The ebook world is changing fast.
A year ago, we had the Kindle and the Sony Reader as the two main platforms for ebooks. Now we've got Kindle, Sony, Nook, and iPad. Apple sold 300k iPads on its launch day. And this technology hasn't come close to reaching a saturation point with the general population.
New ereaders are going to continue to come out. They'll be better, less expensive, and more widely available. And people will adopt them.
Our society is moving toward a digital future, and the concept of ownership in regard to media is changing rapidly. We don't need to own a tangible object, because we recognize that the content, not the object, is all we care about.
We've actually known this for hundreds of years. The endurance of libraries proves a lot of people are happy to experience media without owning it.
Now we have Netflix and On Demand, and we can watch movies with the press of a button. We have iTunes, and can access the store directly using our mp3 players. We're no longer slaves to the television schedule. Indeed, TV schedules, and TV seasons for that matter, are things of the past. We Tivo, we Hula, we YouTube, we Roku.
And if we don't want to pay, we pirate. Millions of people share billions of files.
If we want it, we can get it instantly, without leaving the comfort of home.
Of course ebooks are going to continue to gobble up greater and greater shares of the publishing market. It's inevitable. Media has become fast food.
So why don't publishers act accordingly?
From July through December 2009, I sold 4840 Kindle ebooks of my Jack Daniels series, earning me $9130.
If I had the rights back from my publisher and priced them at $2.99 each, and they sold an average of 800 copies per month (which is what the average of my five top self-pubbed Kindle titles sell), then I would make $58,752 in a six month period.
By my count, I'm going to lose almost $100,000 per year. Probably more.
You may have noticed that ebook prices are going up. That's because publishers have switched to the agency model, allowing them to control the price. Though no publisher has come out and said it, the reason they're raising the prices of ebooks is twofold.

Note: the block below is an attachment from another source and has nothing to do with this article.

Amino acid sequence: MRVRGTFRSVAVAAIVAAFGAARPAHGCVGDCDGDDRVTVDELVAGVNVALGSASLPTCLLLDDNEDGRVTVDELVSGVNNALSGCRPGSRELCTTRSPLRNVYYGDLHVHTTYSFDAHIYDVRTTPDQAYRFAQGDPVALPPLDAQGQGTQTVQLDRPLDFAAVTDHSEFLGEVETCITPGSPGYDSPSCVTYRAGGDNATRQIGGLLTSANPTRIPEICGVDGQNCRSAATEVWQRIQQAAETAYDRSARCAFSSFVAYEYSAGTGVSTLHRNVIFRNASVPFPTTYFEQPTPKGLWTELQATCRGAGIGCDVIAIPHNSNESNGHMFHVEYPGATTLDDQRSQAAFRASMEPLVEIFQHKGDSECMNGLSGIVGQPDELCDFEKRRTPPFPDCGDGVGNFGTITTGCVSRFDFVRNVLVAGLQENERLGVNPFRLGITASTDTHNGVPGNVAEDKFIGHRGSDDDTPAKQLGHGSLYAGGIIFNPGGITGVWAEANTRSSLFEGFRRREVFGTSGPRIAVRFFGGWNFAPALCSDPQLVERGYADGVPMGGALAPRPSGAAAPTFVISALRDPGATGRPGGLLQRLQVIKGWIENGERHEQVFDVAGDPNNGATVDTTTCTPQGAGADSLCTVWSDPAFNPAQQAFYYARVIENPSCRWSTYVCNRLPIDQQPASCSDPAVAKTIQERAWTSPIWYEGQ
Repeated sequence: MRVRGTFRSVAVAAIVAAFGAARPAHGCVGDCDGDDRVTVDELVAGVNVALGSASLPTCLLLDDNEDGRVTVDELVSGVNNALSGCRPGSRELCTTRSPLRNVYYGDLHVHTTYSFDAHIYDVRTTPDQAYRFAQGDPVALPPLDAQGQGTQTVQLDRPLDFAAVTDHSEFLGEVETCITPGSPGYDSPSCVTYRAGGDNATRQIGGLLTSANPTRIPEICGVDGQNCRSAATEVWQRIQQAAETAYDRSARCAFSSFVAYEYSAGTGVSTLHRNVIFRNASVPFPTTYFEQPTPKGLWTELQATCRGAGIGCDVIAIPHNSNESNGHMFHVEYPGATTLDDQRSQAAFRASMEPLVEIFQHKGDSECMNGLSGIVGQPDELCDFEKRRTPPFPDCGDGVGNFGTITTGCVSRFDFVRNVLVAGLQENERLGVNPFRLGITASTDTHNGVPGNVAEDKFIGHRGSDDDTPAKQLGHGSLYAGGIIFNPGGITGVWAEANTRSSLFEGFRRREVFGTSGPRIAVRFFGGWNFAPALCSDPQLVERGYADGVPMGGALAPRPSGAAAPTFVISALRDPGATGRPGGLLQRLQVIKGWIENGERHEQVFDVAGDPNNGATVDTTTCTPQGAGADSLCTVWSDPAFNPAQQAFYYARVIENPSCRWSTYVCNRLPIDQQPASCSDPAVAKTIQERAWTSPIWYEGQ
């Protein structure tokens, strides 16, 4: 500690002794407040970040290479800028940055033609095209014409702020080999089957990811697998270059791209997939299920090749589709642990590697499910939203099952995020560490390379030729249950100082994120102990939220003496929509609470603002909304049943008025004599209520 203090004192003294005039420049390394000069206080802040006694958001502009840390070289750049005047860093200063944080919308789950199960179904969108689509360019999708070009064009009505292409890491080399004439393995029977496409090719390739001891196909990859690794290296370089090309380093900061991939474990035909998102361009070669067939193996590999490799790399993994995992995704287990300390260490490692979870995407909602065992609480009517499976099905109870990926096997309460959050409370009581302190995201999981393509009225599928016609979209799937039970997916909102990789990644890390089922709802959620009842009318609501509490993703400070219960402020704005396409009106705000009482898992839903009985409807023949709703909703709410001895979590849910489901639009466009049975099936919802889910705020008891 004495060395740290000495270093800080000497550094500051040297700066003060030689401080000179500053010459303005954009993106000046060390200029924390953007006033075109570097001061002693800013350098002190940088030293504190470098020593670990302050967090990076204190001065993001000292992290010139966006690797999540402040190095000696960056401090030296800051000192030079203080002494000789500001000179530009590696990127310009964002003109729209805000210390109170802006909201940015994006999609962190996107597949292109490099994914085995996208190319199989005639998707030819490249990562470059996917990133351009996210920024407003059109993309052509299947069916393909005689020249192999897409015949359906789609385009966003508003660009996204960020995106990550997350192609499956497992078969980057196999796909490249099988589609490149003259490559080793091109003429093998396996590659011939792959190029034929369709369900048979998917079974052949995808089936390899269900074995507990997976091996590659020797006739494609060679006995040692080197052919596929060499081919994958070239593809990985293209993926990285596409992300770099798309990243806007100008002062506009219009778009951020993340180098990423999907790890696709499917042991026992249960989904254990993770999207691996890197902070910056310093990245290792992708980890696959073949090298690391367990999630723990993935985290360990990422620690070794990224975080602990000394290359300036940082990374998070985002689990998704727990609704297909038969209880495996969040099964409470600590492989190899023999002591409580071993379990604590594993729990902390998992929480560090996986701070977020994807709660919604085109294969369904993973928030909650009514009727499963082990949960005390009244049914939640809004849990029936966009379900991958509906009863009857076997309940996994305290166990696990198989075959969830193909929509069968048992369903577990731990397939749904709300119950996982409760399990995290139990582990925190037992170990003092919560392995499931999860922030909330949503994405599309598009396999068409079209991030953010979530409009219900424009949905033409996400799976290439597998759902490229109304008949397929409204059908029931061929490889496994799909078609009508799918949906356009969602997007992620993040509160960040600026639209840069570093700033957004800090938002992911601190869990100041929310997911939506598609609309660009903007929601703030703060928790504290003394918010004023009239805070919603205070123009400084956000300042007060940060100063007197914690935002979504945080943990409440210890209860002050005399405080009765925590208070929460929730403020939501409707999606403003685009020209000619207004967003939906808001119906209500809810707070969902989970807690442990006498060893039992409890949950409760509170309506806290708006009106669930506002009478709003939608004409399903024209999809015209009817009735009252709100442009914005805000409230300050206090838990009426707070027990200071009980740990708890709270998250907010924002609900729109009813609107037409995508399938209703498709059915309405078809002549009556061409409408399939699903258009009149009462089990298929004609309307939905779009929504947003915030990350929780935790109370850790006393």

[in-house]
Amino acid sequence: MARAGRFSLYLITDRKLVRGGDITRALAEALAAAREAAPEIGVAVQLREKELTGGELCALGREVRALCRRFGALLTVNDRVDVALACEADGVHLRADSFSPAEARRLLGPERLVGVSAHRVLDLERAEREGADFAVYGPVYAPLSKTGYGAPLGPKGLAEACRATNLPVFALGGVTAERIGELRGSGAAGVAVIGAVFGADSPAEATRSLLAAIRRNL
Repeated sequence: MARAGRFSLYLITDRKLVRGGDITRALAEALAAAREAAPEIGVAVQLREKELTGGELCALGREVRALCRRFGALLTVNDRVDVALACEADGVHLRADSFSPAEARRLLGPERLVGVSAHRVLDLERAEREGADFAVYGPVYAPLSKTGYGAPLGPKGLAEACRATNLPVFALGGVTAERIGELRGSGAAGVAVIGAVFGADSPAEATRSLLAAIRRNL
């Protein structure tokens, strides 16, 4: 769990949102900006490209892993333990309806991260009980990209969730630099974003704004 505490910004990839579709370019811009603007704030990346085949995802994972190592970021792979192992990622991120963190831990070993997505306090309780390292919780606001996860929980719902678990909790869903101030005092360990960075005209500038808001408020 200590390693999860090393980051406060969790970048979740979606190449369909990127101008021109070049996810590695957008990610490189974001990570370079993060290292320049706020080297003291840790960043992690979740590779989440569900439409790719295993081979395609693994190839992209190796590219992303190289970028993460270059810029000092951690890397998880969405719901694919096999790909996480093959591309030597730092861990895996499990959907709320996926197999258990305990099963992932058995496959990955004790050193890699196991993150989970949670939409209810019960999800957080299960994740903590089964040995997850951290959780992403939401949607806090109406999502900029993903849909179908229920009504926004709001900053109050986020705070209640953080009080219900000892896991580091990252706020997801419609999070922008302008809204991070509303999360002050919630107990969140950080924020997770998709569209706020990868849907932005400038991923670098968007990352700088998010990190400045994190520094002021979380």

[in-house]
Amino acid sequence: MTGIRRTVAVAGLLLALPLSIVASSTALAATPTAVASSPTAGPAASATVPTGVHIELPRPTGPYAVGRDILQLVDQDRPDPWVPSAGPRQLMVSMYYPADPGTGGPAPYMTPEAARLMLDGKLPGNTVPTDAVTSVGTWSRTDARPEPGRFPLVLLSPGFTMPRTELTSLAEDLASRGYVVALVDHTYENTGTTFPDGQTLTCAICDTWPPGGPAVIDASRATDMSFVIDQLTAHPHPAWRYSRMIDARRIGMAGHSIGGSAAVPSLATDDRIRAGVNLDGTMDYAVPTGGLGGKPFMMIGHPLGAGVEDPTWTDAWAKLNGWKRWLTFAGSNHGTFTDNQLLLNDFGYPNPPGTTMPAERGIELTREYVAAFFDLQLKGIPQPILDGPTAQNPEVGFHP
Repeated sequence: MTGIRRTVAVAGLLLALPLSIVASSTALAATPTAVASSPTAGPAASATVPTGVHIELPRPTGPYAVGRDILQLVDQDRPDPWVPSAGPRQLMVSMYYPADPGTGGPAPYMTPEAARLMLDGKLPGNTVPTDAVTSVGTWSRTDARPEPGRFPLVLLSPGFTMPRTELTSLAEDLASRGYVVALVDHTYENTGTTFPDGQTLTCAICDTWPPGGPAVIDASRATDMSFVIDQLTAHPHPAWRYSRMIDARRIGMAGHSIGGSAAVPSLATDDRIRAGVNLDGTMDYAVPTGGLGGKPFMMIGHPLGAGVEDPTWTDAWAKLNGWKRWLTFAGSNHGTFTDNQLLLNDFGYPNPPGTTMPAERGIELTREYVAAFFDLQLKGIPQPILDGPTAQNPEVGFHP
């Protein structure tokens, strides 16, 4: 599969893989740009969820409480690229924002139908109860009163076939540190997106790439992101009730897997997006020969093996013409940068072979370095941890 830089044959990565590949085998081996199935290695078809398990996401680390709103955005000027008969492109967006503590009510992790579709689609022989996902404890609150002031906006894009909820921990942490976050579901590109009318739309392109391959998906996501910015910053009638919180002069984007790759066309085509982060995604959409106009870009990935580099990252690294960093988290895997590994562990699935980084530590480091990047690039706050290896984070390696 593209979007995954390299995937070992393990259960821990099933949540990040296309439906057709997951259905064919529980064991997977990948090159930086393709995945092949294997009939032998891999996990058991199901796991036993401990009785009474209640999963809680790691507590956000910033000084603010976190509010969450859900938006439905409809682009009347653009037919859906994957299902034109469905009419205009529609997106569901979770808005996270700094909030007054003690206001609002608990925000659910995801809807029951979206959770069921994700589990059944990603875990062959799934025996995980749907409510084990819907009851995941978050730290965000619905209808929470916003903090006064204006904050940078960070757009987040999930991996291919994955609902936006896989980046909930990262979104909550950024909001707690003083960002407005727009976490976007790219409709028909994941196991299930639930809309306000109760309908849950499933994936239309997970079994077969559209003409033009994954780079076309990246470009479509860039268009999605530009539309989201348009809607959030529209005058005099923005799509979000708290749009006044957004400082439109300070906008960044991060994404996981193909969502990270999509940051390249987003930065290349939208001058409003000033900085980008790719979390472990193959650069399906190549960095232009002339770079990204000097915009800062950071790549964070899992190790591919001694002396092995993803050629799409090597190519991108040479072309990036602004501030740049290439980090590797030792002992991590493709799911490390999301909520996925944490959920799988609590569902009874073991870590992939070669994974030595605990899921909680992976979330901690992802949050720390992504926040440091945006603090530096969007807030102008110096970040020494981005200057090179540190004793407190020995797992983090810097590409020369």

First, they want to stave off the inevitable dominance of ebooks, and make as much money as they can on print while print is still around.
Second, they believe they need high-priced ebooks to cover the cost of doing business, and that customers will adapt to higher prices.
They're wrong, on all counts.
I sold about 8000 paperbacks that same period. Which is not a lot. Keeping my ebook prices high didn't result in people buying more print books. And as bookstores stock fewer of my titles, those print numbers will go down.
Compare that to roughly 20,000 ebooks I sold by self-pubbing on Kindle during the same period.
On one end, we have a large NY publisher, with distribution muscle to get books into thousands of stores. They're a giant machine that employs a lot of professionals to acquire, edit, print, and sell books.
On the other end, we have a single guy uploading his self-pubbed ebooks to Amazon.
You'd think the NY publisher would cream the single guy in terms of sales. But they didn't. Not only did I double the sales of my publisher, but I made more money per book. Hell, I sold more ebooks than they sold print books and ebooks combined.
Don't you think there's something amiss in the universe when a midlist author can make more money on his own than he can with a big publisher?
Publishers talk about devaluing an ebook by pricing it low. I've said before that the value of a book is what it earns, not what the cover price is. Low-priced ebooks--which are what customers want--earn more than high priced ebooks. My own sales hammer this very simple point home.
People don't care about ownership. They care about price.
People want their media instantly. They don't want to go out and physically shop for it (or order it and wait for the mail to come.)
People want their media without restrictions.
In simpler terms, people want ebooks fast, easy, and cheap, and I can fulfill their needs better than a large company can.
I don't have overhead. I don't have meetings. I can make a decision without answering to my boss. I can turn on a dime. I can publish a book a few days after I write it.
In short, this market is perfect for a one-person operation.
I'd certainly entertain an offer from a large publisher, if they wanted to buy rights for one of my books. But I'm not going to go out looking for the opportunity. Especially since I'll make more money in the long run if I keep my rights.
I could even make more money in the short run.
According to my recent royalty statement, my horror novel AFRAID sold about 54,000 copies in all formats, earning me around $27k.
If I released a Jack Kilborn ebook on my own, and it sold like my current ebooks are selling, I'd make $20k in a year.
It's doubtful I'll make $17K next year on AFRAID, since it's no longer getting coop on bookstore shelves. But I'm sure I'd make $20k, or more, on a self-pubbed ebook.
So in two years I can make more money on my own on a self-pubbed ebook than a book released by a major publisher in hardcover, trade paper, paperback, and ebook formats, supported by a tour and advertising.
Unless it's a big offer, I can't imagine selling rights to my work ever again...